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he shall on conviction by the justice forfeit and pay, over and Fences, Gates, above the value of the article or articles so found, any sum not Stiles, Wood, &c. exceeding £.2.

7 & 8 G.4,c. 29. MALICIOUS INJURIES ACT. 7 & 8 Geo. 4, c. 30.

7&8 G. 4, c. 30 Sect. XXIII. And be it enacted, That if any person shall Destroying, &c. unlawfully and maliciously cut, break, throw down, or in any- any fence, wall, wise destroy any fence of any description whatsoever, or any stile, or gate. wall, stile or gate, or any part thereof respectively, every such offender, being convicted before a justice of the peace, shall for the first offence forfeit and pay, over and above the amount of the injury done, such sum of money, not exceeding £.5, as to the justice shall seem meet; and if any person so convicted shall afterwards be guilty of any of the said offences, and shall be convicted thereof in like manner, every such offender shall be committed to the common gaol or house of correction, there to be kept to hard labour for such term, not exceeding twelve calendar months, as the convicting justice shall think fit; and if such subsequent conviction shall take place before two justices, they may further order the offender, if a male, to be once or twice publicly or privately whipped, after the expiration of four days from the time of such conviction.

Note.-Stealing fences, &c. incurs a penalty of £.5. under this Act, over and above the mischief done, or value of the thing stolen, and a second offence is punishable with imprisonment not exceeding twelve calendar months, with whipping, if the conviction take place before two justices.

The like penalties are prescribed against such as destroy a wall, stile, fence or gate.

Persons having wood found in their possession of two shillings value, by virtue of a search warrant, are to pay £. 2. over and above the value of the wood, unless they satisfy the magistrate of their having come lawfully by the same.

Fish & Fishers.

FISH AND FISHERS.
The 22 & 23 Car. 2, c. 25, except s. 1 to 3 ; 4 Wm. & Mary

c. 23, s. 7; 9 Geo. 1, c. 22; 5 Geo. 3, c. 14, repealed by
7 & 8 Geo. 4, c. 27.

LARCENY Act.

7 & 8 G.4, c. 29.

7 & 8 Geo. 4, c. 29. Taking fish in

Sect. XXXIV. And be it enacted, That if any person shall any water situe unlawfully and wilfully take or destroy any fish in any water ate in land be which shall run through or be in any land adjoining or belongdwelling-house; ing to the dwelling-house of any person being the owner of

such water, or having a right of fishery therein, every such

offender shall be guilty of a misdemeanor, and being convicted in any private thereof, shall be punished accordingly; and if any person fishery else- shall unlawfully and wilfully take or destroy, or attempt to where.

take or destroy, any fish in any water not being such as aforesaid, but which shall be private property, or in which there shall be any private right of fishery, every such offender, being convicted thereof before a justice of the peace, shall forfeit and pay, over and above the value of the fish taken or de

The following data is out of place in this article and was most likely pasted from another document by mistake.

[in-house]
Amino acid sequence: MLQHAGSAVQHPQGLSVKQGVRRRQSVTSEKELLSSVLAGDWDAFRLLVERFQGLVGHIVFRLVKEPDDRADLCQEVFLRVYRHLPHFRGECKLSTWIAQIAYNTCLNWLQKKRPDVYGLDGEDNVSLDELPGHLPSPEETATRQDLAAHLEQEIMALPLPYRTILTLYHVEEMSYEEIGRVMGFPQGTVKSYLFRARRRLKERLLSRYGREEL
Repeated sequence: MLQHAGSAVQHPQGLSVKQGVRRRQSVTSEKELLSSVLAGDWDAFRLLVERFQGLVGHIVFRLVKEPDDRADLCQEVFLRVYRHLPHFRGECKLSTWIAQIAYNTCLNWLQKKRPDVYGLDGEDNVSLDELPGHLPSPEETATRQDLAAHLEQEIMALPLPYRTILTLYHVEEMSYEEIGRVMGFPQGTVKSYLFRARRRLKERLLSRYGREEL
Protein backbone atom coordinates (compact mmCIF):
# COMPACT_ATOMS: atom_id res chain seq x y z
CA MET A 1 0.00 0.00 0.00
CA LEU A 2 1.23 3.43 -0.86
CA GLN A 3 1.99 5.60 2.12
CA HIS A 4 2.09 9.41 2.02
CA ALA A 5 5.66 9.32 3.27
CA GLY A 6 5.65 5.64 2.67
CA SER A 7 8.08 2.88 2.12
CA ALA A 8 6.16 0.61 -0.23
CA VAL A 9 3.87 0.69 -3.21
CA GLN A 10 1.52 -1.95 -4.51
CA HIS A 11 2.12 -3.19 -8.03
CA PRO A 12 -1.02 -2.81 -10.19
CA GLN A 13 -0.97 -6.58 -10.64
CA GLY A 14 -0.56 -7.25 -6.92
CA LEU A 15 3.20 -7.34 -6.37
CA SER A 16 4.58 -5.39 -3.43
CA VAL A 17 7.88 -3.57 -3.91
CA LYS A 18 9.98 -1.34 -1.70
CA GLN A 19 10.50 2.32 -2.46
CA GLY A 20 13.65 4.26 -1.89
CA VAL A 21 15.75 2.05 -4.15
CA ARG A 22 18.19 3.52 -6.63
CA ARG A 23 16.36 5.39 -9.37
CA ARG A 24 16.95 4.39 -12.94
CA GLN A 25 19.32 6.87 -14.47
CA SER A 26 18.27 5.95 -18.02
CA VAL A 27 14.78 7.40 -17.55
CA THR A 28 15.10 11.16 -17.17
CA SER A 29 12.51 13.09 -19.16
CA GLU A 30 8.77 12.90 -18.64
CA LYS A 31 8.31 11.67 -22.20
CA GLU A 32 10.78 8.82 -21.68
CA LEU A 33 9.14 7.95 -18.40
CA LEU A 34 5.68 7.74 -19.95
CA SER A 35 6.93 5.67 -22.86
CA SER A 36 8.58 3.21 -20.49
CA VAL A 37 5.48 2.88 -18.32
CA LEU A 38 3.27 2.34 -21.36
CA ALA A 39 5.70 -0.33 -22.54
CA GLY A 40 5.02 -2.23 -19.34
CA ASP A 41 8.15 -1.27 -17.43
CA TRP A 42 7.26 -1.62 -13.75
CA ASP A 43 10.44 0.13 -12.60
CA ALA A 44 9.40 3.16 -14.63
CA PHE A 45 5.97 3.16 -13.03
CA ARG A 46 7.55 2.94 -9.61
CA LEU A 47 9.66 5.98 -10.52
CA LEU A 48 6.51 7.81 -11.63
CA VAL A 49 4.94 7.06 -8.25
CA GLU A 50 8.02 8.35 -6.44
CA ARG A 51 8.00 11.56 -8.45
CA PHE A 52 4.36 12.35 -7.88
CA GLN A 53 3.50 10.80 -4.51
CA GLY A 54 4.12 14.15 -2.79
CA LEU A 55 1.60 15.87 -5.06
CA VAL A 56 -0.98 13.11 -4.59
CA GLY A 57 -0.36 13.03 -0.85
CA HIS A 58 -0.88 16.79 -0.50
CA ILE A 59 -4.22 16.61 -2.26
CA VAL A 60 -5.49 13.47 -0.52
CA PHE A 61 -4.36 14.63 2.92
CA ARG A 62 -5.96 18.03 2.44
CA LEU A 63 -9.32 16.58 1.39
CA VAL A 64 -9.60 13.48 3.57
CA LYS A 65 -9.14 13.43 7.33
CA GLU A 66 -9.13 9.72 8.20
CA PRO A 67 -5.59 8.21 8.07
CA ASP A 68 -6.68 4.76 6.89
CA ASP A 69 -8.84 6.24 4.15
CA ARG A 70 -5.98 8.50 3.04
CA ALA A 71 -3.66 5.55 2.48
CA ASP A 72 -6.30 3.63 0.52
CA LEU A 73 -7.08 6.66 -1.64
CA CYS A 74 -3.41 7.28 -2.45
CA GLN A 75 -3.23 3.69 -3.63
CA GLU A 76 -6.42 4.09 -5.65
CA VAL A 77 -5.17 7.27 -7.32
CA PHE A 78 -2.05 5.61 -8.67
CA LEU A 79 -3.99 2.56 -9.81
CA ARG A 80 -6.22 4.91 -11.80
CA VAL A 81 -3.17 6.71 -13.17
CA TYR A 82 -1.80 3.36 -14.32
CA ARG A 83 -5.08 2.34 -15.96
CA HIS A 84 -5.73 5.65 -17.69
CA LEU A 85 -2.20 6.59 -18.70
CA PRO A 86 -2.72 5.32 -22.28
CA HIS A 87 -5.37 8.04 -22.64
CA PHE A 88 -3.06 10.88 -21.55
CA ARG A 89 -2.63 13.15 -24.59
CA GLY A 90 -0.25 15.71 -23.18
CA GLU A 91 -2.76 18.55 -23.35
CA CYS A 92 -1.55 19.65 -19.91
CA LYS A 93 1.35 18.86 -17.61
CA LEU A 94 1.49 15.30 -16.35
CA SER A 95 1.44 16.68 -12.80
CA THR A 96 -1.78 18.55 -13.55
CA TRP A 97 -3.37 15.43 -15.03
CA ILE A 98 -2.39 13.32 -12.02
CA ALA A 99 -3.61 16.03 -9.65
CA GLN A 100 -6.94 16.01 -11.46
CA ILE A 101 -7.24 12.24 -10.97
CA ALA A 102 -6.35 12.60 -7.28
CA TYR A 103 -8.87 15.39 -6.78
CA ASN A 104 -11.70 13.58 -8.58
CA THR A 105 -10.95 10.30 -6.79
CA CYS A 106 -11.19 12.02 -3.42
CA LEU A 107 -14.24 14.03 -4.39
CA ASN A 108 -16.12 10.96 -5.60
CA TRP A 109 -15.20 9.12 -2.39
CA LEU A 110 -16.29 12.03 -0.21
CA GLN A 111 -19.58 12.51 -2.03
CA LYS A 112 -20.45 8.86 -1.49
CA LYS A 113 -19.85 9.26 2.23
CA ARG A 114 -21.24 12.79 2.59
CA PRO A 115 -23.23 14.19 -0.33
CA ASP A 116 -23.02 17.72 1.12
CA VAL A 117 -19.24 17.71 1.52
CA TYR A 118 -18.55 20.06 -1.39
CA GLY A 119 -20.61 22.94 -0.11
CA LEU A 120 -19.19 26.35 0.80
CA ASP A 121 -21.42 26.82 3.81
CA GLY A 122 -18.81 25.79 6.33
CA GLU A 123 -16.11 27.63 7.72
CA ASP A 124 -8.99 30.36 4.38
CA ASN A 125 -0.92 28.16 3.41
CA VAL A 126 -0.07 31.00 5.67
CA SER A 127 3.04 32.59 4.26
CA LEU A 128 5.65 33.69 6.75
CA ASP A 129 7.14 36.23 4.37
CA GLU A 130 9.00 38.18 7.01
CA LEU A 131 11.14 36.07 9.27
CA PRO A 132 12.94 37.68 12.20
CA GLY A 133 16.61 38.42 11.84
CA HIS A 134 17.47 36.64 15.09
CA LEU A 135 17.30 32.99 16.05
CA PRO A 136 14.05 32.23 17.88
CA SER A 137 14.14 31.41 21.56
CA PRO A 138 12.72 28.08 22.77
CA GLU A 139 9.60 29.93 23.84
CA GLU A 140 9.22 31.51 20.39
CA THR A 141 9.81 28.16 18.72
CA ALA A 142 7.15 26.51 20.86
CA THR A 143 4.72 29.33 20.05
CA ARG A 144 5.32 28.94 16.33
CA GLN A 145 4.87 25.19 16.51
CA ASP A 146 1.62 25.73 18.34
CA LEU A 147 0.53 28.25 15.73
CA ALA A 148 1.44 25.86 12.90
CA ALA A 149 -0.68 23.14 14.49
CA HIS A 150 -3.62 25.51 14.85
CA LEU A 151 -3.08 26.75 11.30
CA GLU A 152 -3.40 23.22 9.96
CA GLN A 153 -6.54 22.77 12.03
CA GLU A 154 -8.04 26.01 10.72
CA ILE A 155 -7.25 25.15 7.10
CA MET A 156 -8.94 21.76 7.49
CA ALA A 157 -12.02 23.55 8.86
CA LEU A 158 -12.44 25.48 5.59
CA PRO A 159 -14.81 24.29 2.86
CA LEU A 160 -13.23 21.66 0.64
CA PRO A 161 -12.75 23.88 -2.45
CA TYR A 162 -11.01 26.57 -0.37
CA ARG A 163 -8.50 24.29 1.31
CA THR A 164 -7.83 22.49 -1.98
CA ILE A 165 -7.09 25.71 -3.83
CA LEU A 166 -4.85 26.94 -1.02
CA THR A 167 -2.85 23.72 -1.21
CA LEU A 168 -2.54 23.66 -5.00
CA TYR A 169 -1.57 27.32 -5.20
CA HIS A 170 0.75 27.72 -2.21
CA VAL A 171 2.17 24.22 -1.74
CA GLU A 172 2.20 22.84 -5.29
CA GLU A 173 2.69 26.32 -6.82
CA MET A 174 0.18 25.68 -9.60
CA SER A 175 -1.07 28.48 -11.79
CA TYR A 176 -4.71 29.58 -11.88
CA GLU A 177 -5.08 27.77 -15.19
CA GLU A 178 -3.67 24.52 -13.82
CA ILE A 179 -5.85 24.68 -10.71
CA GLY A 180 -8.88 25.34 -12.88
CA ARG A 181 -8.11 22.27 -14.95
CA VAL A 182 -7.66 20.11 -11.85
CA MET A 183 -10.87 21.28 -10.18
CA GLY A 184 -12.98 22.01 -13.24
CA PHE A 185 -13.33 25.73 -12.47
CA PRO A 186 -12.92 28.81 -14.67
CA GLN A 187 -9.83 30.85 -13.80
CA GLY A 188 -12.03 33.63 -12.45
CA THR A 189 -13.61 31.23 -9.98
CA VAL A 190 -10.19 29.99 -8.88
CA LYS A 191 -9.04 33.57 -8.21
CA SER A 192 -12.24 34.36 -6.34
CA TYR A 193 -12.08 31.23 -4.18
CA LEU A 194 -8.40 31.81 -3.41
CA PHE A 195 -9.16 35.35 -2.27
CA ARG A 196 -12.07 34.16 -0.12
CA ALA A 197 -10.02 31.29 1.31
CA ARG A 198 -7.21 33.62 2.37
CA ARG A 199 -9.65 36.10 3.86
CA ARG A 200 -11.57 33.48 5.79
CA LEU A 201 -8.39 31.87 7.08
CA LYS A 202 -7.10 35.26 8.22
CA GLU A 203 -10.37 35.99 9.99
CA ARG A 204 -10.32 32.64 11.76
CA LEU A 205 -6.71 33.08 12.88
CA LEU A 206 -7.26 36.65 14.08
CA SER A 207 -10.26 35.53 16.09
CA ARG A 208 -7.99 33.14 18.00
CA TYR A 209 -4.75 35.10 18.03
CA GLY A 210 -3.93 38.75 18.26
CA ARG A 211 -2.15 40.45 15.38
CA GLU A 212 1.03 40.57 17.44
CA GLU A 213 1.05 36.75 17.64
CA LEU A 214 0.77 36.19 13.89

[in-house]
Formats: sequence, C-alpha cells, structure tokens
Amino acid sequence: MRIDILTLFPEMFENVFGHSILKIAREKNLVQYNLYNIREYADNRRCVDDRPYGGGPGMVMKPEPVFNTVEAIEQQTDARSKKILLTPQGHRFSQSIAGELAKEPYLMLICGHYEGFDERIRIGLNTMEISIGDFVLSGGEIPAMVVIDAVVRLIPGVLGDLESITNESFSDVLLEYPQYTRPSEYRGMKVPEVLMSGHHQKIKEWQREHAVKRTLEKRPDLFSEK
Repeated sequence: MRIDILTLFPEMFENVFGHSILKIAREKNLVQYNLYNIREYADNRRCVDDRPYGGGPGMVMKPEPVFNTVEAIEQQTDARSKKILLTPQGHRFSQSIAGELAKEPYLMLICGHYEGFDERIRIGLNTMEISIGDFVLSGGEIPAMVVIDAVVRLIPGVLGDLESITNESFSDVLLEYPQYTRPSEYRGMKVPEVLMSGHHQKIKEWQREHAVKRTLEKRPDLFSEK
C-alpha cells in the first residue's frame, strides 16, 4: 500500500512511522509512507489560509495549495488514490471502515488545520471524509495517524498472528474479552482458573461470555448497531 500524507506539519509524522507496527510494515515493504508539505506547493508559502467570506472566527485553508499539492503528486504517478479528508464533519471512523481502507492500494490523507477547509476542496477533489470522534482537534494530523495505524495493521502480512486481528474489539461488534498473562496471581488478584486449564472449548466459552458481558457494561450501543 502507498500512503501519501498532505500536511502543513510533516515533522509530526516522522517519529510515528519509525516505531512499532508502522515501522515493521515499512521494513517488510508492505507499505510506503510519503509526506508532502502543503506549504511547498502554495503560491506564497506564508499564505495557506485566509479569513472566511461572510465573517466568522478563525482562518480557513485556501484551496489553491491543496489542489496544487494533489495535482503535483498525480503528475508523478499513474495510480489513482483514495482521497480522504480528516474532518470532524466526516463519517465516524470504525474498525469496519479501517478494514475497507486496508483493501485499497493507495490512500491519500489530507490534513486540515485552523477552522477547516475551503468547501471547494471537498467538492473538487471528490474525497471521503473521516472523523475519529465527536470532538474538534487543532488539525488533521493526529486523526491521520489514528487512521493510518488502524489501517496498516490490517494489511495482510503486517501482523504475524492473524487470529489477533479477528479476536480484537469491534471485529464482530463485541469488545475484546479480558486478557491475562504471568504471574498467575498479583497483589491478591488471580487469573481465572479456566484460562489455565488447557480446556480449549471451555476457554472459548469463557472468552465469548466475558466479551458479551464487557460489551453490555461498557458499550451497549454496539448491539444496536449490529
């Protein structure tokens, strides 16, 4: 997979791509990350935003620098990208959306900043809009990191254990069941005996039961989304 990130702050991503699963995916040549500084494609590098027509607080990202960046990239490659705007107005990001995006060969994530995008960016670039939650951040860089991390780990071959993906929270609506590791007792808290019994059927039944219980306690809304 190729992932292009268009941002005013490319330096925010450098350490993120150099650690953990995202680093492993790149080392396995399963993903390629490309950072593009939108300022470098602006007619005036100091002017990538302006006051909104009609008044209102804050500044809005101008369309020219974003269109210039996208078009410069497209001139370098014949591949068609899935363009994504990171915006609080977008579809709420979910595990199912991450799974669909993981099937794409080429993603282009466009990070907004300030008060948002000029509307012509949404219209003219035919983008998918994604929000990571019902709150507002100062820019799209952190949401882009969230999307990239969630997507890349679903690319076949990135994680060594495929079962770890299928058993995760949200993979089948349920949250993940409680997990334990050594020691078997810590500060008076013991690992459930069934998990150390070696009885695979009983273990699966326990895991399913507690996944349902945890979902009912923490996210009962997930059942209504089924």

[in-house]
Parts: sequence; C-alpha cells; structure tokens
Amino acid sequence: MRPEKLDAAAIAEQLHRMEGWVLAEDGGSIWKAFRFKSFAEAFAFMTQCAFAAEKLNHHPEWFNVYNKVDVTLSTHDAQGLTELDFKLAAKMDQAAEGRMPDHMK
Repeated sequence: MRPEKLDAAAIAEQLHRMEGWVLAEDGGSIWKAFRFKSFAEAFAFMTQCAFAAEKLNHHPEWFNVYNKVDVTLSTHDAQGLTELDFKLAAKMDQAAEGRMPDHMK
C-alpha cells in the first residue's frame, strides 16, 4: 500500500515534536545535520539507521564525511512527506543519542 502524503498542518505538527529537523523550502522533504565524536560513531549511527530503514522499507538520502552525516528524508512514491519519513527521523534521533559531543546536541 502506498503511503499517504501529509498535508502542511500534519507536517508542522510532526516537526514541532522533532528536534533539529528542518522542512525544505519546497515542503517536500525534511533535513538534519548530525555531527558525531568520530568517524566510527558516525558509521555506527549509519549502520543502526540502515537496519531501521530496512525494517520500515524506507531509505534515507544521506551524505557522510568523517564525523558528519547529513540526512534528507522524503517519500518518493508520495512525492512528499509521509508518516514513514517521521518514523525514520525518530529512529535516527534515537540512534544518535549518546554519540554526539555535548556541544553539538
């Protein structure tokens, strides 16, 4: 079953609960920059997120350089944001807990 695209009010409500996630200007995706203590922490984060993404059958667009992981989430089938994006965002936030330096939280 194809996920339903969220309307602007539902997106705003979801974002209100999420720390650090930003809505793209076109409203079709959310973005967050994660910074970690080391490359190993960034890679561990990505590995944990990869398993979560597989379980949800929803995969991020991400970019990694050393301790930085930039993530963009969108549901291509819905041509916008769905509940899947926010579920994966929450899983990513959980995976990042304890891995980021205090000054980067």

stroyed (if any), such sum of money, not exceeding £.5, as Provision re- to the justice shall seem meet: Provided always, that nothing specting anglers. hereinbefore contained shall extend to any person angling in

the day time; but if any person shall by angling in the day time unlawfully and wilfully take or destroy, or attempt to take or destroy, any fish in any such water as first mentioned, he shall, on conviction before a justice of the peace, forfeit and pay any sum not exceeding £.5; and if in any such water as last mentioned, he shall, on the like conviction, forfeit and pay any sum not exceeding £.2, as to the justice shall seem meet; and if the boundary of any parish, township or vill shall happen to be in or by the side of any such water as is hereinbefore mentioned, it shall be sufficient to prove that the offence was committed either in the parish, township or vill named in the indictment or information, or in any parish, township or yill adjoining thereto.

Sect. XXXV. And be it enacted, That if any person shall Fish & Fishers. at any time be found fishing against the provisions of this Act, it shall be lawful for the owner of the ground, water or 7&8G. 4, c.29. fishery where such offender shall be so found, his servants or The tackle of any person authorized by him, to demand from such offender fishers may be

seized. any rods, lines, hooks, nets or other implements for taking or destroying fish, which shall then be in his possession, and in case such offender shall not immediately deliver up to seize and take the same from him for the use of such owner : Provided always, that any person angling in the day time Angler, on against the provisions of this Act, from whom any implements seizure of his used by anglers shall be taken, or by whom the same shall be tackle, exempt delivered up as aforesaid, shall by the taking or delivering

from penalty. thereof be exempted from the payment of any damages or penalty for such angling.

the same,

: